Anthropo-Sociological Approach of the Criminology and Applied Victimology: Social Unrest, Insecurity, Fear

Anthropo-Sociological Approach of the Criminology and Applied Victimology: Social Unrest, Insecurity, Fear

Rosaria Romano (Suor Orsola Benincasa University of Naples, Italy)
DOI: 10.4018/978-1-60566-872-7.ch010
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Criminology attempts to explain the causes of crime using two different approaches: the anthropological and the sociological. The anthropological approach focuses on man as the author of crime, and seeks to determine the physical, psychological, motivational, and psychosocial factors, that may have led to the criminal conduct. The sociological approach, on the other hand looks at the macro social factors influencing the insurgence of crime. The problem of social control, namely the way in which a society is able to integrate individuals around a single coherent system of customs, traditions and norms, and thus guarantee community security is connected to the concept of social disorder. The concept of social disorder is also linked to that of marginality, characteristic of the immigrant condition: the loss of cultural roots and the lack of integration in the new cultural context places immigrants in the margins of society. Instances of social problems resulting were reported news broadcasts of events occurring towards the end of 2008 in Italy which suddenly brought to light a series of similar events, evidencing ever more frequent occurrences of racism and xenophobia. These episodes spoke for themselves. Evident as the light of day, it was no longer easy to conceal their true matrix. From the homicide of a Milan boy (from who had allegedly stolen a packet of biscuits, to the homicides of Castel Volturno immigrants (Castel Volturno is a Southern Italian little city) (from, the violent Parma bashings, the injuries sustained by a young man from Ghana, and to those in Rome against a Chinese citizen. But this is not the end of the story. This study will analyze the Abba’s homicide. Abba was a young man, an Italian citizen, and the son of Burkina Faso immigrants with Italian citizenship; he was born and grown up in Milan. The theoretical premises on which this case is based are those reported in victimology literature, it has been chosen for it’s similarity to other cases of xenophobia and because it brings new insights to present notions existing within criminology and applied victimology, (such as concepts of social disorder and social fear), and as such constitutes a significant contribution to this field of study.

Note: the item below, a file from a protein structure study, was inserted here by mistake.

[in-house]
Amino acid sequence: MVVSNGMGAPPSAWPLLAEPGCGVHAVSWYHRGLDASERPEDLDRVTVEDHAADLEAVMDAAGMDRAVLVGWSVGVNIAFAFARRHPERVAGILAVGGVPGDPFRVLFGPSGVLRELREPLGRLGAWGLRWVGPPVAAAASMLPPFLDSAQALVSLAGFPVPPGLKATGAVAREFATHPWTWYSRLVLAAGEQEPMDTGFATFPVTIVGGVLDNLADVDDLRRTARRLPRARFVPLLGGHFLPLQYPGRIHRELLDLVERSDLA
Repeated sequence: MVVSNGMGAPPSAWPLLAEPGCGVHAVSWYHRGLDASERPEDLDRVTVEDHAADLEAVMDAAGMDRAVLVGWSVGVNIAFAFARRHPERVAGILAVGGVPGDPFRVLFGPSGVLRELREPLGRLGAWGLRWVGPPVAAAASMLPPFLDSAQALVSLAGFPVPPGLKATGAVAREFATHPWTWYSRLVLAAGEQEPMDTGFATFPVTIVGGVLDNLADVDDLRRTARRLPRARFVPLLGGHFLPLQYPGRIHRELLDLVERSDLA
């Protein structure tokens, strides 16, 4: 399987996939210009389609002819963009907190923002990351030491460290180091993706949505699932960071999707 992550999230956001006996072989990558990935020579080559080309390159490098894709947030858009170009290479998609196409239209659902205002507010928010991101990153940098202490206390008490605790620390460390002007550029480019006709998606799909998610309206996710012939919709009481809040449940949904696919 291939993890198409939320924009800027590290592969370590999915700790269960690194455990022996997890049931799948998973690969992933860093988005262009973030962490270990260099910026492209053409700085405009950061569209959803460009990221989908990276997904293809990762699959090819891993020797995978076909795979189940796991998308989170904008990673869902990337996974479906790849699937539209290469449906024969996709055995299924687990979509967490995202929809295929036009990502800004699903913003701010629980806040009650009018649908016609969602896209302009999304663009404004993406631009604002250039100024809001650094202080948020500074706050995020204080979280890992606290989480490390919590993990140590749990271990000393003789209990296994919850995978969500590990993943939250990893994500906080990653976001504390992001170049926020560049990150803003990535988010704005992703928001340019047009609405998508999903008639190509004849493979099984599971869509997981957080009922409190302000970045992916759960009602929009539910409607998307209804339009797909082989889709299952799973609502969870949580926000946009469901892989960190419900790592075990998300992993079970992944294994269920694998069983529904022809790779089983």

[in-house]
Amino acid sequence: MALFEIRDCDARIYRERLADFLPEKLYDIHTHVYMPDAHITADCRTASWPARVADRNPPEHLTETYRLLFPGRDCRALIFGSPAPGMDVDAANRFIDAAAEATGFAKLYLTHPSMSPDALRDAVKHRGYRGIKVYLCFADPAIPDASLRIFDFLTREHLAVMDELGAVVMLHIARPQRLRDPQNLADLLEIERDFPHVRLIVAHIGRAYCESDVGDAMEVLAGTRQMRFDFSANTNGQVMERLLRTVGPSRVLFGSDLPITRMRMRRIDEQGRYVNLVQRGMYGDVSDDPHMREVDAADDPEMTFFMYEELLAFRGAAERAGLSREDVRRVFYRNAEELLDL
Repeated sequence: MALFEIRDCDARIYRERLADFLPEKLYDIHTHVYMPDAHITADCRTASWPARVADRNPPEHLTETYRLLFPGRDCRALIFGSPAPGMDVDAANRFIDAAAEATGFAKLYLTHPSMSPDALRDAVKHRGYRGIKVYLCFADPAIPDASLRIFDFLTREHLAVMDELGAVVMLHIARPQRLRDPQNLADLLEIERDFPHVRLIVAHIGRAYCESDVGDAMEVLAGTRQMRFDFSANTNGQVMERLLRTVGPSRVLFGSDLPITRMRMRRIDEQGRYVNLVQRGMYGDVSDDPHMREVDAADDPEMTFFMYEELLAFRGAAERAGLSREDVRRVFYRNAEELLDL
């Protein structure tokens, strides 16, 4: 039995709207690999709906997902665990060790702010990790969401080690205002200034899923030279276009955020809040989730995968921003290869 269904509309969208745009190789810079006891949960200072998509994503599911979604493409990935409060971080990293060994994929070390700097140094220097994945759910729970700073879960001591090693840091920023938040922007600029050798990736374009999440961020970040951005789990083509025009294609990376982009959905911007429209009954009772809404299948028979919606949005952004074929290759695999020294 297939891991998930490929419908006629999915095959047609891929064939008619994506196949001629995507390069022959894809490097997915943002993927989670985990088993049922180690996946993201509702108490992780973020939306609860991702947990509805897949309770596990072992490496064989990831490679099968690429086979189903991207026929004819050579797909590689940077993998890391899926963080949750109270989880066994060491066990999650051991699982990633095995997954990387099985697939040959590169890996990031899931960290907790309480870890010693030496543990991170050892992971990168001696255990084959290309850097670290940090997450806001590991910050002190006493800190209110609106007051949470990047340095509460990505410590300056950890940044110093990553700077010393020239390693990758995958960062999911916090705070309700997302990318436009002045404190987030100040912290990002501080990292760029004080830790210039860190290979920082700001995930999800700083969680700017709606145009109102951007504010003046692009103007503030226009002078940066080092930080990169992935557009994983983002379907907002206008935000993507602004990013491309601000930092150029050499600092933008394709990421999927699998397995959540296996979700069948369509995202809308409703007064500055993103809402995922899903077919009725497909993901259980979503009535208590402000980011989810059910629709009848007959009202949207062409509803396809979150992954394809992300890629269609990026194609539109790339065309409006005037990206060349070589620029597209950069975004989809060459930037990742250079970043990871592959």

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Today most of the leading scholars in crime research find a correlation between urban decay and the weakening of social relations leading, in turn, to an enfeebling of collective security. In fact, a substantial number of studies in current social science literature have highlighted this nexus, having revealed a significant correlation between individuals' fear of crime and levels of fragility and insecurity, indicating a decline in social integrity.

Terror posed by the prospect of crime and the likelihood of becoming its victim form part of a phenomenon that is becoming more and more a defining feature of contemporary society, having resounding social and psychological repercussions. Further, value judgments proffered by local and government authorities, tending to influence relations amongst various social groups and overall social order, also impact on insecurity levels, making their appraisal difficult (Bandini, 2003).